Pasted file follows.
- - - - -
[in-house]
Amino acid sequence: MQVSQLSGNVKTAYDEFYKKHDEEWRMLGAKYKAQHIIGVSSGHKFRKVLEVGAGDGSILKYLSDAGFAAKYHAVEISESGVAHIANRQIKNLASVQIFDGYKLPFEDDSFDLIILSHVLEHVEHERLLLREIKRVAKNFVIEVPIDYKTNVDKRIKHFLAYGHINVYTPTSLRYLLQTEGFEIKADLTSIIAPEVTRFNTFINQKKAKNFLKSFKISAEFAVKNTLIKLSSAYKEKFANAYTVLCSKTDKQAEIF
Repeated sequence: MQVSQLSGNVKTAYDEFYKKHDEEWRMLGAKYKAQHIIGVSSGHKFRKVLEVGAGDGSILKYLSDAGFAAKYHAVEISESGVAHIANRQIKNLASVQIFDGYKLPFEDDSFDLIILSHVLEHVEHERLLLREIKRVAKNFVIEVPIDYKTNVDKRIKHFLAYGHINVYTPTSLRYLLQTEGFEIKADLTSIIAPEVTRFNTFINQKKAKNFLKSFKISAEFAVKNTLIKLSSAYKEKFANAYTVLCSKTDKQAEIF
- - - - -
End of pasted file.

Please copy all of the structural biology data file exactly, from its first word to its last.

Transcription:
[in-house]
Amino acid sequence: MQVSQLSGNVKTAYDEFYKKHDEEWRMLGAKYKAQHIIGVSSGHKFRKVLEVGAGDGSILKYLSDAGFAAKYHAVEISESGVAHIANRQIKNLASVQIFDGYKLPFEDDSFDLIILSHVLEHVEHERLLLREIKRVAKNFVIEVPIDYKTNVDKRIKHFLAYGHINVYTPTSLRYLLQTEGFEIKADLTSIIAPEVTRFNTFINQKKAKNFLKSFKISAEFAVKNTLIKLSSAYKEKFANAYTVLCSKTDKQAEIF
Repeated sequence: MQVSQLSGNVKTAYDEFYKKHDEEWRMLGAKYKAQHIIGVSSGHKFRKVLEVGAGDGSILKYLSDAGFAAKYHAVEISESGVAHIANRQIKNLASVQIFDGYKLPFEDDSFDLIILSHVLEHVEHERLLLREIKRVAKNFVIEVPIDYKTNVDKRIKHFLAYGHINVYTPTSLRYLLQTEGFEIKADLTSIIAPEVTRFNTFINQKKAKNFLKSFKISAEFAVKNTLIKLSSAYKEKFANAYTVLCSKTDKQAEIF